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Alan Muraoka

This A-Profiler we bring you Alan Muraoka, perhaps best known as simply "Alan" by millions of children and adults who have watched Sesame Street over the last 8 years. But did you know that Muraoka has been acting since a very young age and has had some prominent roles on Broadway? Or did you know that he gets a huge kick out of shopping at a famous nationwide food chain? Find out more about Muraoka here and get a glimpse into this multi-talented artist.

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What is your ethnic background?
I am a 4th generation Japanese American, which in Japanese is “yonsei.”

You are currently best known for being the proprietor of the famous Hoopers store on Sesame Street. How did you come about becoming one of the "people that you meet each day" in the neighborhood? Was there a long audition process? What's it like being on a show you grew up watching?
The audition process is always a bit grueling and angst-filled. I got a call from my agent about the audition, and I went in with about 100 other actors, both women and men. At that point they didn’t know what they wanted, so they saw a variety of people. Most of the prior owners of Hooper’s Store were older and more grandfather-ish, and I was hoping that they were looking to go in a new direction. I had a total of four auditions for the show, and each time there were fewer and fewer people. At my third callback, they had decided that they needed an Asian American representation on the show, so there were ten of us. And at my final callback for the producers, I got to improv with Telly Monster who is one of the muppet characters on the show. It was very nerve-wracking, but at the same time, I knew that I was a good fit for the show. I had done a lot of children’s theatre in the past, and I love kids. So it seemed like a natural fit. They thought so too, and I got the part.

And I thought it was important to have an Asian American representation on the show, since there has never been an Asian male recurring character on “Sesame.” And I also felt strongly that he should reflect my generation of Asian Americans. So when the writers were contemplating what to name my character, I had a meeting with them and said, “Please just don’t call me Toshi.” I explained that it seems like whenever there are Asian characters on tv and film, that the writers feel that they need to reinforce the ethnicity of the character, even if the character is American-born. Like the audience will miss their race identity unless they are named “Yuki” or “Mei Li.” I think the audience is smarter than that, and they agreed. So that’s how my character on the show was named “Alan.”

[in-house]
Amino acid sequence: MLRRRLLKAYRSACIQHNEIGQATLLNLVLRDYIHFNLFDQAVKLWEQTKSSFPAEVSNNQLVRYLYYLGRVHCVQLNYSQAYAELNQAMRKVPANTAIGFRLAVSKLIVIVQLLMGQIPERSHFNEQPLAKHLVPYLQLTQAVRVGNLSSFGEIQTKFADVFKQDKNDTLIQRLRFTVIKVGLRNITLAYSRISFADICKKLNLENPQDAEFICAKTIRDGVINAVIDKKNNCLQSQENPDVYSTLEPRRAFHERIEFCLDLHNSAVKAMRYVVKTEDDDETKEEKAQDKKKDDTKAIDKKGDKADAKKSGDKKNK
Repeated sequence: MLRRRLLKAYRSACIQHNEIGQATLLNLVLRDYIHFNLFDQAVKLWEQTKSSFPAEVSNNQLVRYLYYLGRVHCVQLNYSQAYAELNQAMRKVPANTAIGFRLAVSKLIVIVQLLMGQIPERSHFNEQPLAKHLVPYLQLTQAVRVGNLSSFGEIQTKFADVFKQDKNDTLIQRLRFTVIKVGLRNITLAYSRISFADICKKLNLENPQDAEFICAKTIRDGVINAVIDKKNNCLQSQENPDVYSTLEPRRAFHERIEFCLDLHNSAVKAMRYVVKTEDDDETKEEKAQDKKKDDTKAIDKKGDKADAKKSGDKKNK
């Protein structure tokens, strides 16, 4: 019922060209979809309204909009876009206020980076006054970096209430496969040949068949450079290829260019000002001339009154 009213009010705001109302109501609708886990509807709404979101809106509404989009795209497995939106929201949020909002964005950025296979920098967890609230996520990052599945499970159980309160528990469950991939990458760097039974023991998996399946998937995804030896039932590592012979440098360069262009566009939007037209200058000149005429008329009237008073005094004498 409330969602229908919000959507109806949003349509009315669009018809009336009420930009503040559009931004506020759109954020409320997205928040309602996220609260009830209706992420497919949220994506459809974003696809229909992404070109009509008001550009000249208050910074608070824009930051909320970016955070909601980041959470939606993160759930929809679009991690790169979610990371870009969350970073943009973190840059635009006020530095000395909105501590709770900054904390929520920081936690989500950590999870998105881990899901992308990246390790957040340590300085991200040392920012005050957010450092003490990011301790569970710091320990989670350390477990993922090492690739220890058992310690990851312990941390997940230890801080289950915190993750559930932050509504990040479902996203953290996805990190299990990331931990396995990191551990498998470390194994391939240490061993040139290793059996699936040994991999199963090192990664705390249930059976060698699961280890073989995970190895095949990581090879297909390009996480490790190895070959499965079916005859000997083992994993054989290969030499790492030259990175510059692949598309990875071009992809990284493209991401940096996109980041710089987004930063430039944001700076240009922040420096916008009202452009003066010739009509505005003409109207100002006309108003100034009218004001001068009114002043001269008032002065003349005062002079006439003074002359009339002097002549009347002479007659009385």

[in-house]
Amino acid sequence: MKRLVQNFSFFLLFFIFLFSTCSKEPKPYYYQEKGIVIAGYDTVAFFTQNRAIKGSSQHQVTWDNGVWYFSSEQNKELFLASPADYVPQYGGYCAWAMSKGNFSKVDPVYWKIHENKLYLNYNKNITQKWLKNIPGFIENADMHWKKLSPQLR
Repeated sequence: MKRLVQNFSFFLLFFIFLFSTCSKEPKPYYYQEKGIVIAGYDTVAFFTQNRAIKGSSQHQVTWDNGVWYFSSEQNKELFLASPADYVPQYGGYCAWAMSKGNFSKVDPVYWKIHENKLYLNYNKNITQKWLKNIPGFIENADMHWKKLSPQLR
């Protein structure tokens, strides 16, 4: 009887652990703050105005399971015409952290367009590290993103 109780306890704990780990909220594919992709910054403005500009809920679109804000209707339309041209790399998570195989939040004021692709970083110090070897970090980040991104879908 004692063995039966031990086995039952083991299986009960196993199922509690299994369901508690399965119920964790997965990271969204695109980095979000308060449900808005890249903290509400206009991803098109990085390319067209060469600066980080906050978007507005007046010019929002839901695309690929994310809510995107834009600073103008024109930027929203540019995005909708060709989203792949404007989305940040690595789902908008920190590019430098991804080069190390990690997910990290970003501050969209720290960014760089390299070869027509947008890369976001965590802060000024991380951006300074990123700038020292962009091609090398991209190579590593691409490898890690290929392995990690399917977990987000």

It is absolutely an honor to be a part of a show that I grew up watching and loving. I always think that the best children’s entertainment never talks down to its audience, and I think that “Sesame Street” fits into that category. The writing on the show is very smart, and always plays on two levels. There is the focus on the entertainment and education of the child, of course, but there is also a level of sophistication and wit that the adults understand and enjoy as well.

Sometimes we see you singing and dancing on Sesame Street but some people may not know that you actually have Broadway experience. You are now performing with the traveling show, Asian Americans on Broadway: Opening Doors. How did idea for the show evolve and when did you get involved with the show as the director and performer?
Alan Muraoka as the lead role of the Engineer in the Broadway production of Miss Saigon.
Alan Muraoka as the lead role of the Engineer in the Broadway production of "Miss Saigon."
I met Paul Osaki, who is the Executive Director of the Japanese Community Cultural Center of Northern California (or the JCCCNC) last year doing a benefit called “Salute to the Stars,” which highlighted the careers of such notable Asian American actors as Mako and Pat Morita. After it was over, myself and another actress (Christine Toy Johnson) pitched an idea of a concert of Broadway music to Paul. And Paul is such a fan and supporter of Broadway and the performing arts that he jumped at the opportunity, and the idea was born. The concert was the result of a year of planning and raising sponsors. I at first was just going to direct the concert, but we lost a performer, and my services as an actor were called on as well. I usually don’t like to perform in something that I am directing, because I don’t like being so split-focused. But ultimately I was glad that I was in the concert, because the wave of love coming from the audience was so great. It was overwhelming and heartfelt. I think it’s because the Asian American community is still so underrepresented in the arts, that to actually see the amazing talent that is in our group is still a surprise, even to our own community.

What's your absolute favorite Broadway musical and which role, if any, would be your dream Broadway role?
That’s such a hard question, because I have so many favorite musicals for so many reasons. But I would say that if I needed to pick one that I would love to be cast in, it would probably be “Les Miserables.” I would love to tackle Javert, which is the antagonist in the play. I use one of Javert’s songs whenever I audition for jobs, and it suits me very well. But that being said, I love smaller, ensemble shows like “Avenue Q,” “Falsettos,” and “Once on This Island” as well. Most people aren’t as familiar with these shows, but they are all amazing.